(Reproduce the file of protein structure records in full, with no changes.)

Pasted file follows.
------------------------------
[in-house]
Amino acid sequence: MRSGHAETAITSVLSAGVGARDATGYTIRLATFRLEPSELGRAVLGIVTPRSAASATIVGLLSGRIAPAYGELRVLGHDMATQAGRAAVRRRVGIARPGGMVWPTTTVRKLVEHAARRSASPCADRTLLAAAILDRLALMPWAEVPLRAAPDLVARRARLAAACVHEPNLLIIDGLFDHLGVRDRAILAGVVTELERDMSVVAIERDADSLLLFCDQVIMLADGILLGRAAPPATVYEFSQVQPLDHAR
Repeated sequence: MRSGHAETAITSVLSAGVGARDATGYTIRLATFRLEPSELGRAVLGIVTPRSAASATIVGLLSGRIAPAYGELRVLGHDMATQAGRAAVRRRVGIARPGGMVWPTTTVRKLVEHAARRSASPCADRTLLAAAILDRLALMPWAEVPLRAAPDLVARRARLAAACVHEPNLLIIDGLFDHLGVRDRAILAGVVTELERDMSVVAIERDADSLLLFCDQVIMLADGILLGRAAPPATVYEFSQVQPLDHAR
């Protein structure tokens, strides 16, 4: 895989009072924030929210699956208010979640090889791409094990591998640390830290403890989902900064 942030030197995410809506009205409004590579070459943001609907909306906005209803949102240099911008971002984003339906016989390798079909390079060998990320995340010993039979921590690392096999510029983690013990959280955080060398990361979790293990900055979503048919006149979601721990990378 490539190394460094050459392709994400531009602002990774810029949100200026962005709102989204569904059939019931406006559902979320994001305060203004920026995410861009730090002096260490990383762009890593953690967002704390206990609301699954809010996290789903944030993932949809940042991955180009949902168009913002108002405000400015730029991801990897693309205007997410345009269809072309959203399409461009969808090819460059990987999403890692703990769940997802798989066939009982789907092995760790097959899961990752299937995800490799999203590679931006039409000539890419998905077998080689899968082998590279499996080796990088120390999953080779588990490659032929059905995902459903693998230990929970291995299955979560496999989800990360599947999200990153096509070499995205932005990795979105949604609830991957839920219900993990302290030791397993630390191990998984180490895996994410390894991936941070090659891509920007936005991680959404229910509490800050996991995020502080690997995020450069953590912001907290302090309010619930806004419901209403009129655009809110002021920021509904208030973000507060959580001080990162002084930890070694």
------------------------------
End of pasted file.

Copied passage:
[in-house]
Amino acid sequence: MRSGHAETAITSVLSAGVGARDATGYTIRLATFRLEPSELGRAVLGIVTPRSAASATIVGLLSGRIAPAYGELRVLGHDMATQAGRAAVRRRVGIARPGGMVWPTTTVRKLVEHAARRSASPCADRTLLAAAILDRLALMPWAEVPLRAAPDLVARRARLAAACVHEPNLLIIDGLFDHLGVRDRAILAGVVTELERDMSVVAIERDADSLLLFCDQVIMLADGILLGRAAPPATVYEFSQVQPLDHAR
Repeated sequence: MRSGHAETAITSVLSAGVGARDATGYTIRLATFRLEPSELGRAVLGIVTPRSAASATIVGLLSGRIAPAYGELRVLGHDMATQAGRAAVRRRVGIARPGGMVWPTTTVRKLVEHAARRSASPCADRTLLAAAILDRLALMPWAEVPLRAAPDLVARRARLAAACVHEPNLLIIDGLFDHLGVRDRAILAGVVTELERDMSVVAIERDADSLLLFCDQVIMLADGILLGRAAPPATVYEFSQVQPLDHAR
């Protein structure tokens, strides 16, 4: 895989009072924030929210699956208010979640090889791409094990591998640390830290403890989902900064 942030030197995410809506009205409004590579070459943001609907909306906005209803949102240099911008971002984003339906016989390798079909390079060998990320995340010993039979921590690392096999510029983690013990959280955080060398990361979790293990900055979503048919006149979601721990990378 490539190394460094050459392709994400531009602002990774810029949100200026962005709102989204569904059939019931406006559902979320994001305060203004920026995410861009730090002096260490990383762009890593953690967002704390206990609301699954809010996290789903944030993932949809940042991955180009949902168009913002108002405000400015730029991801990897693309205007997410345009269809072309959203399409461009969808090819460059990987999403890692703990769940997802798989066939009982789907092995760790097959899961990752299937995800490799999203590679931006039409000539890419998905077998080689899968082998590279499996080796990088120390999953080779588990490659032929059905995902459903693998230990929970291995299955979560496999989800990360599947999200990153096509070499995205932005990795979105949604609830991957839920219900993990302290030791397993630390191990998984180490895996994410390894991936941070090659891509920007936005991680959404229910509490800050996991995020502080690997995020450069953590912001907290302090309010619930806004419901209403009129655009809110002021920021509904208030973000507060959580001080990162002084930890070694």